A time-honored ritual in the investment community is to analyze and dissect every addition and subtraction to the Berkshire Hathaway (BRK.A) portfolio as the information becomes available. This is certainly understandable. Warren Buffett has an outstanding track record of investing success and the fact that he tends to hold his investments for years on end (as opposed to buying and selling stocks every other minute) makes him an intriguing investor to bounce ideas off of. But investors seeking to emulate Buffett should first make that Warren Buffett made the purchases they're analyzing. For instance, check out this recent story on Buffett's recent buys in The Globe and Mail:
In particular, take a look at these sentences:
Warren Buffett recently said that stocks will outperform gold and bonds, calling them the safest asset by far. He's putting Berkshire Hathaway's money where his mouth is, buying up shares of DirecTV (DTV). ... During the fourth quarter, Buffett put some cash to work and bought several stocks. The billionaire investor opened a new position in dialysis services company DaVita (DVA), acquiring about 2.7 million shares, as well as Liberty Media (LMCA).
Now let's take a quick look at the largest holdings of Buffett's newest lieutenant, Ted Weschler. Before joining Berkshire last year, Weschler had run his own private investment fund called Peninsula Capital Advisors. Let's stop by Guru Focus and see what stocks Weschler was most actively trading during the end of the 2011 year.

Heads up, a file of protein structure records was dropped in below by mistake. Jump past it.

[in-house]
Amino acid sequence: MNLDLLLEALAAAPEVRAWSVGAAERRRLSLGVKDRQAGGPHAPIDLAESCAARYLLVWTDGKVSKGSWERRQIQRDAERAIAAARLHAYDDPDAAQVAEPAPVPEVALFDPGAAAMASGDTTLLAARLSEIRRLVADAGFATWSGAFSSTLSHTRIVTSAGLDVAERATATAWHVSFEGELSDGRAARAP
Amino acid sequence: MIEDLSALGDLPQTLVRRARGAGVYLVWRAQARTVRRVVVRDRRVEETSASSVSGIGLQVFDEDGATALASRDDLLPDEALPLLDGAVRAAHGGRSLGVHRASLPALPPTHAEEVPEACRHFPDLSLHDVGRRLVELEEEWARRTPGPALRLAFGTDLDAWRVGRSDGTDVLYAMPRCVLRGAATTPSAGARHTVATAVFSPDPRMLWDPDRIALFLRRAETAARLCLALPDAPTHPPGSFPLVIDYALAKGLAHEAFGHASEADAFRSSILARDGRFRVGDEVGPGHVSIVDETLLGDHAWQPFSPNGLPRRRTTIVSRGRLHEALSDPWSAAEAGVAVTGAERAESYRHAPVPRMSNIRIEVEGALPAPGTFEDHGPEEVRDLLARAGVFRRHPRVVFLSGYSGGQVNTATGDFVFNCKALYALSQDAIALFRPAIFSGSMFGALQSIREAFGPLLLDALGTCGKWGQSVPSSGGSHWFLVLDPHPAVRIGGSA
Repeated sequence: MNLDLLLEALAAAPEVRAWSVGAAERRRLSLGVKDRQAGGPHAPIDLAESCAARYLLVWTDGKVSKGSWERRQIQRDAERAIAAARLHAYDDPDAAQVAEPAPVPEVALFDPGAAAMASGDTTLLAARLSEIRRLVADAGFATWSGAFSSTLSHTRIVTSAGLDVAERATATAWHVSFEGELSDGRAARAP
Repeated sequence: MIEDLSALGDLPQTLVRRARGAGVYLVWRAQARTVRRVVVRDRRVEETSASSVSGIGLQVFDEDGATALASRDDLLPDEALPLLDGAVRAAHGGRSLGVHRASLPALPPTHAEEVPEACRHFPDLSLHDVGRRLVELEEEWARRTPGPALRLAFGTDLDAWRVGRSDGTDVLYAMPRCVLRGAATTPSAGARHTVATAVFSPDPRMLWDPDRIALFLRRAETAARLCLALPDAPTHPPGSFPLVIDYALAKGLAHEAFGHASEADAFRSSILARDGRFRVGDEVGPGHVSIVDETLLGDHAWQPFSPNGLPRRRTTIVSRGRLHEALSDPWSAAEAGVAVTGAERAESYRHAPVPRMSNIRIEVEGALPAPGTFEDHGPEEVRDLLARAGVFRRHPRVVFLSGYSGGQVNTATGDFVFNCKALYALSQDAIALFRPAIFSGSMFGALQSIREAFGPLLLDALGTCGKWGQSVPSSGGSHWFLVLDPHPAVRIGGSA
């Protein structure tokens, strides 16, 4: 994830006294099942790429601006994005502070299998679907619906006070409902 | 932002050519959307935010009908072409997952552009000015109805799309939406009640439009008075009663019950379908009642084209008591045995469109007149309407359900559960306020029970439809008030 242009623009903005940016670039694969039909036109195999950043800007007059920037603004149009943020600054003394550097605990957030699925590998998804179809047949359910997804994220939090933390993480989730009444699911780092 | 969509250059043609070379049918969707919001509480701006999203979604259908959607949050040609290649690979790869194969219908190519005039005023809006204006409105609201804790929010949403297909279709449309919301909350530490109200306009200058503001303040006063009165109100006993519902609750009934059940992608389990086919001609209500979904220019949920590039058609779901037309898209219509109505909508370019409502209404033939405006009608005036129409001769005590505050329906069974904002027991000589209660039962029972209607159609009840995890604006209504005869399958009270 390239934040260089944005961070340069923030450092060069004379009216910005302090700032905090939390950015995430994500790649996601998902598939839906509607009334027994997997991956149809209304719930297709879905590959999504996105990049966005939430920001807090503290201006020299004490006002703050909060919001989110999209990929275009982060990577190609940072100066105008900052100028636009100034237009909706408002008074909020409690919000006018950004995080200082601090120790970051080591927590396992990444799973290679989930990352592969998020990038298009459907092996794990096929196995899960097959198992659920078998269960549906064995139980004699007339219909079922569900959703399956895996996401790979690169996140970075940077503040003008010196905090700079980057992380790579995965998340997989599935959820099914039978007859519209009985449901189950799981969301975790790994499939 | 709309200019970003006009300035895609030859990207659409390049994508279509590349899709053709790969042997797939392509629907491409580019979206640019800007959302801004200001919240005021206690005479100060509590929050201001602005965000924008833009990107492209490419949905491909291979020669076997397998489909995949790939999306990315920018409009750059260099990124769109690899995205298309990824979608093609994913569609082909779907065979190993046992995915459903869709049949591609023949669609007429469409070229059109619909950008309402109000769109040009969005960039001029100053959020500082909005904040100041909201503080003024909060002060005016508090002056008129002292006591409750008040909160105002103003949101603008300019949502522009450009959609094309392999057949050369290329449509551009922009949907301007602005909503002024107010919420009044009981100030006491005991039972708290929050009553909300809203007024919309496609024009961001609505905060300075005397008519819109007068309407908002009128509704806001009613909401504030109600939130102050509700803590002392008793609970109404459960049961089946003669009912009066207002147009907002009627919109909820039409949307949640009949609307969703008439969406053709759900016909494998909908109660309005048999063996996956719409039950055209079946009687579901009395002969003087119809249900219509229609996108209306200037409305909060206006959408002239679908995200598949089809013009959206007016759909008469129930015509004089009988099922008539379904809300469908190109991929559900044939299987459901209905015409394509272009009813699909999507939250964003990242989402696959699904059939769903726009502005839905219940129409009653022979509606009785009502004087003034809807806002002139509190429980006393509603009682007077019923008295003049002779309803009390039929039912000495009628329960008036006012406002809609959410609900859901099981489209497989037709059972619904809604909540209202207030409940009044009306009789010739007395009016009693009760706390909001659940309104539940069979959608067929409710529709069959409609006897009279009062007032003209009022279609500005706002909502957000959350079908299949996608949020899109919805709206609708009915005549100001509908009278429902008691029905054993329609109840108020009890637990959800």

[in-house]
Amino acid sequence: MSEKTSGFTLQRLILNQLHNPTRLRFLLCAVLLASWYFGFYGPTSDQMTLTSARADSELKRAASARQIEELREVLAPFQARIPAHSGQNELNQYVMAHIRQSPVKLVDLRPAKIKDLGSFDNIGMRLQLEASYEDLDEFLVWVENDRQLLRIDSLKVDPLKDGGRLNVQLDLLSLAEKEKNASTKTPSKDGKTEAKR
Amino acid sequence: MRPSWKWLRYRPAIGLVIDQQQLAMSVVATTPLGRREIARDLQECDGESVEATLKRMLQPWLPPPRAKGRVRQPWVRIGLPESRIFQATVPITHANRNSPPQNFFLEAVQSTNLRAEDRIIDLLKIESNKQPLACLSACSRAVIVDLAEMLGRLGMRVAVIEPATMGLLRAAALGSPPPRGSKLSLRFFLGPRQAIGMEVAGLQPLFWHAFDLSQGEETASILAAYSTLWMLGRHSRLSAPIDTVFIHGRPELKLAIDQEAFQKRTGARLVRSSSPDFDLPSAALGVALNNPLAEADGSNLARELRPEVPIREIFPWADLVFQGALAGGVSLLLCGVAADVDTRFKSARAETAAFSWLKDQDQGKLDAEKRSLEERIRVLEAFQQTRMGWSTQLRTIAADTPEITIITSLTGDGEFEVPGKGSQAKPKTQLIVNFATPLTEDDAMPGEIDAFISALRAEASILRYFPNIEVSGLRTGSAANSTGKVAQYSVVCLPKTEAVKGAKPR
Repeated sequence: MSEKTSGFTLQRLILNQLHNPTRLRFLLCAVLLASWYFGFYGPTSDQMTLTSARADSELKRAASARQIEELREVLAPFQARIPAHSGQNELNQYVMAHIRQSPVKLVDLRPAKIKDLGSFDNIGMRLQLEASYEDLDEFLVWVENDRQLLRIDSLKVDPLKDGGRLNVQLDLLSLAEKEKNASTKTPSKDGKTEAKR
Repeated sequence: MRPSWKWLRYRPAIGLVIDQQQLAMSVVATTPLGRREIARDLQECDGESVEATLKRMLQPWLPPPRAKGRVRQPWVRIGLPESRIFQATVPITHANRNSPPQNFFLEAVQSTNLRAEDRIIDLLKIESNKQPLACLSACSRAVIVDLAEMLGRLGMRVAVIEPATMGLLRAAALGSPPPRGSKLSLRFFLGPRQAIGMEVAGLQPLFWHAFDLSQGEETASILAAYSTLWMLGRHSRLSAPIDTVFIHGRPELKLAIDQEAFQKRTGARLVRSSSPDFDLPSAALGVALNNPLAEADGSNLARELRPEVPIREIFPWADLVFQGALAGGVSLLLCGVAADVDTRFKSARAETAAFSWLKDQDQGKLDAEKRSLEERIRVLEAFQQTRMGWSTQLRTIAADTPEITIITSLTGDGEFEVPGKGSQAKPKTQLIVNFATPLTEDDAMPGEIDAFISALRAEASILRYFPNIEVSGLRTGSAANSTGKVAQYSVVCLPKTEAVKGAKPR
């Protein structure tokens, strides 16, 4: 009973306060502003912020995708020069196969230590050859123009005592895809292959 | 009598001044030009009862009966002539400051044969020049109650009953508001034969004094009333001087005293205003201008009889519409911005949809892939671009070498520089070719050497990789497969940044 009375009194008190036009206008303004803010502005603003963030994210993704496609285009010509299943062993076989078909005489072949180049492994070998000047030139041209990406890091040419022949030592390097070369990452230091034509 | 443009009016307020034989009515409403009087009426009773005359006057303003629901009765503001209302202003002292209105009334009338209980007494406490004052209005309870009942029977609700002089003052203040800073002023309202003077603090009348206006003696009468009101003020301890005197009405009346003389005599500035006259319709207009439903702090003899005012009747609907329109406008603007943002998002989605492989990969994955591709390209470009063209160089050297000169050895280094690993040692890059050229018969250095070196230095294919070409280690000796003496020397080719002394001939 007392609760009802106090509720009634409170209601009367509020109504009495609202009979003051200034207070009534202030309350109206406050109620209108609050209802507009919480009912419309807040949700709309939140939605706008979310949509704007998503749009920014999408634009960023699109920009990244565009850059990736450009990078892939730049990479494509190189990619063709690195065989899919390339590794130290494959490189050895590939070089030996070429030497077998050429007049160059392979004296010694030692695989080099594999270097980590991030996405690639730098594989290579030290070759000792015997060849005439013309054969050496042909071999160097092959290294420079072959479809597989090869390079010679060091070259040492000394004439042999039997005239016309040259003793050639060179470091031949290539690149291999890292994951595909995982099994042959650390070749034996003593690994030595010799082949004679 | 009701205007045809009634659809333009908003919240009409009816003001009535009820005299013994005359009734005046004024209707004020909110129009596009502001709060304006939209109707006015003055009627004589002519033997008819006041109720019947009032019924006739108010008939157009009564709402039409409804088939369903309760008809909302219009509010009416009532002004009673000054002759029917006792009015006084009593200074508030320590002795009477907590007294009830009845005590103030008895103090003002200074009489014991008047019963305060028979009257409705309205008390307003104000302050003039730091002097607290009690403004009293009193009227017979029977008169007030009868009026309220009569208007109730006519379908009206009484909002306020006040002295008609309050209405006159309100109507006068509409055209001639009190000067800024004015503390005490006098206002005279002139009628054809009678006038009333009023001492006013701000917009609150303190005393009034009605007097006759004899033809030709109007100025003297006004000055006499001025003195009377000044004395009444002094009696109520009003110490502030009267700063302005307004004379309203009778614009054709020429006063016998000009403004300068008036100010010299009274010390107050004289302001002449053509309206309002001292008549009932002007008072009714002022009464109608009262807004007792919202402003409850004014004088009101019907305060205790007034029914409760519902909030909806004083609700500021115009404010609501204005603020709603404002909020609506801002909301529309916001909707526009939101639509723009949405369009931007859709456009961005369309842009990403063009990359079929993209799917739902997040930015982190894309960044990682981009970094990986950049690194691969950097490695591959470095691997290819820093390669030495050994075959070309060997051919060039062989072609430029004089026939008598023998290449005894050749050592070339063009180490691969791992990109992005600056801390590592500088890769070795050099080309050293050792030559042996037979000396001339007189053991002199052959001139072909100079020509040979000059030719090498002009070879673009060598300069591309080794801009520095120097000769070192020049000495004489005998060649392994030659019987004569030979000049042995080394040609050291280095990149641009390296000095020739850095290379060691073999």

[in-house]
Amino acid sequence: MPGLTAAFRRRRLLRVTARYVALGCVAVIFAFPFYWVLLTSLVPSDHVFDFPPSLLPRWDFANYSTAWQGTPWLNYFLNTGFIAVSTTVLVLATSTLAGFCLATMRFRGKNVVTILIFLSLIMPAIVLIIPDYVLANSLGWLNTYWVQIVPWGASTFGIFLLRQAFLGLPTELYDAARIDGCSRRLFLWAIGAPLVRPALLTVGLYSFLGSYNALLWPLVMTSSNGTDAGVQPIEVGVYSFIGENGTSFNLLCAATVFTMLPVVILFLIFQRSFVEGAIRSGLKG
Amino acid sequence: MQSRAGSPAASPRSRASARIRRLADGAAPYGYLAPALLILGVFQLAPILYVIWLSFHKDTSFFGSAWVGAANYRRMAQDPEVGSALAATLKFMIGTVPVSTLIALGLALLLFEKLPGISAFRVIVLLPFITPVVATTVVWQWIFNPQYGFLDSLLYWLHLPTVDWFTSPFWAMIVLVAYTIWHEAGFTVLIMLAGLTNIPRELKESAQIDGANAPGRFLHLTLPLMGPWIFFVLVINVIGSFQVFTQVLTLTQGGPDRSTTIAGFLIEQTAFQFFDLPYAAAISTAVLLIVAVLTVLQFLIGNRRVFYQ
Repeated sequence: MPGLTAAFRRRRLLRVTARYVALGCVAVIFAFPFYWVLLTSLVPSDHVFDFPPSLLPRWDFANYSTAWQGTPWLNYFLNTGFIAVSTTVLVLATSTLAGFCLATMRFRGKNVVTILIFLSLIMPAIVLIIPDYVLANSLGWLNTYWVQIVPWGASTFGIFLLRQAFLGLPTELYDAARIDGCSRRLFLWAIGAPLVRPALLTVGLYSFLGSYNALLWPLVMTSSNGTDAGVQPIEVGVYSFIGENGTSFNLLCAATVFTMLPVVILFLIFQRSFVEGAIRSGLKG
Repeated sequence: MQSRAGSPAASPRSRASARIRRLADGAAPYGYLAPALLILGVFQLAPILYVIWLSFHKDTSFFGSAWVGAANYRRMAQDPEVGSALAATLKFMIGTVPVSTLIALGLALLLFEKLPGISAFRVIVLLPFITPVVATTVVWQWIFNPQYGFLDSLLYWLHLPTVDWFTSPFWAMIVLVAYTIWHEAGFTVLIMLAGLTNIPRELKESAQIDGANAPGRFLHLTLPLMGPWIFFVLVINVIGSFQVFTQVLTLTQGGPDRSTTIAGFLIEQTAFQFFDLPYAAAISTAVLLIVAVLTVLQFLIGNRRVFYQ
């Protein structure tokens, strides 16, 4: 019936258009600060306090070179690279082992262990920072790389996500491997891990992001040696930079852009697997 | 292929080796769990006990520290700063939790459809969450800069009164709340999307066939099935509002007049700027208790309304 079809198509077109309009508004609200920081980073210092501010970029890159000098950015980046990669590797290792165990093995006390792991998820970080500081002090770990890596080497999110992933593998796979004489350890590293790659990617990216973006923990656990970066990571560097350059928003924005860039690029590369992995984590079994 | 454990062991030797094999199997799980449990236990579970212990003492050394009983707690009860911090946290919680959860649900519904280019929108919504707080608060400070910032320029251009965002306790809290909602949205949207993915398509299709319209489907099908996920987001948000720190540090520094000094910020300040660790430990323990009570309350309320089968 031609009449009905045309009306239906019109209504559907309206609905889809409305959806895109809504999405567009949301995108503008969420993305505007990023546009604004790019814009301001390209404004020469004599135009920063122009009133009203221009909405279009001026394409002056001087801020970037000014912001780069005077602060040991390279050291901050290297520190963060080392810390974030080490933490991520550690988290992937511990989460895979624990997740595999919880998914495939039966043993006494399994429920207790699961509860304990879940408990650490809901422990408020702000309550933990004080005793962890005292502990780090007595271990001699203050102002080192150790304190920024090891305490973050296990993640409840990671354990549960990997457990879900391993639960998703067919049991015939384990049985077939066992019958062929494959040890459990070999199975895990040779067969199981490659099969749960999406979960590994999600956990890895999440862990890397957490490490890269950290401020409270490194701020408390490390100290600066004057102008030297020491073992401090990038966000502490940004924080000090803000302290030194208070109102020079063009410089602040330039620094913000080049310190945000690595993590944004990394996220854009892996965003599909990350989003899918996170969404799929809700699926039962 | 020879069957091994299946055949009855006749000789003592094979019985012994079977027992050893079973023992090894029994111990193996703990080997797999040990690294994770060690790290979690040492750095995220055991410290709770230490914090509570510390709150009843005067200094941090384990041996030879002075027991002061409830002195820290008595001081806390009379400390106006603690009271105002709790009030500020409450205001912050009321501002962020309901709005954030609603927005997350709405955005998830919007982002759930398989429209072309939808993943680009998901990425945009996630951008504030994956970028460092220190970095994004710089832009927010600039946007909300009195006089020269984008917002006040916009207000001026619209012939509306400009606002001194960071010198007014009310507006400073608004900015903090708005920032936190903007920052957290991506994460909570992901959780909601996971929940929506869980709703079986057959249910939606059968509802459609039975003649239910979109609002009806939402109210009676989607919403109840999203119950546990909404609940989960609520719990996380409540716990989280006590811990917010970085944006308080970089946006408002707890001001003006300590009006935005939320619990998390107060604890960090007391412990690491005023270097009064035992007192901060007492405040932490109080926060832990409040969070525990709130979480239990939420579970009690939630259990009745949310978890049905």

Click to enlarge:
It seems that Weschler was most active in trading DirecTV, DaVita, and Liberty Media, the three companies that the article credits Buffett with purchasing.
The pursuit of tracking Warren Buffett's stock moves is not always straightforward for an investor. Some of Buffett's deals, such as the investment in Bank of America (BAC), Goldman Sachs (GS), and General Electric (GE), came with special terms that gave Buffett a significant material advantage over common shareholders. Likewise, sometimes investors know that certain stocks are associated with Warren Buffett -- like Coca-Cola (KO) -- but this does not necessarily tell us whether Buffett finds the price of Coke stock compelling today (for a number of possible reasons, Buffett has not added to his Coke stock in over 15 years).
But now, there is yet another complication in the mix for those investors who seek to follow Buffett's every move: the addition of Todd Combs and Ted Weschler to the investment team. Up until a couple years ago, investors could be sure that anything Berkshire Hathaway bought was explicitly endorsed by Warren Buffett. But when Combs and Weschler joined the team as part of the leadership transition process, Buffett made it clear that both managers will have complete control over a segment of the Berkshire portfolio.
If Berkshire invests billions of dollars into a particular security, we can be confident that Buffett is the one making the investment -- think the recent $10 billion purchase of IBM (IBM). But when the headlines mention $300 million or $500 million stakes added to the Berkshire portfolio, be careful before automatically assuming that Warren Buffett is the one sending in the buy order.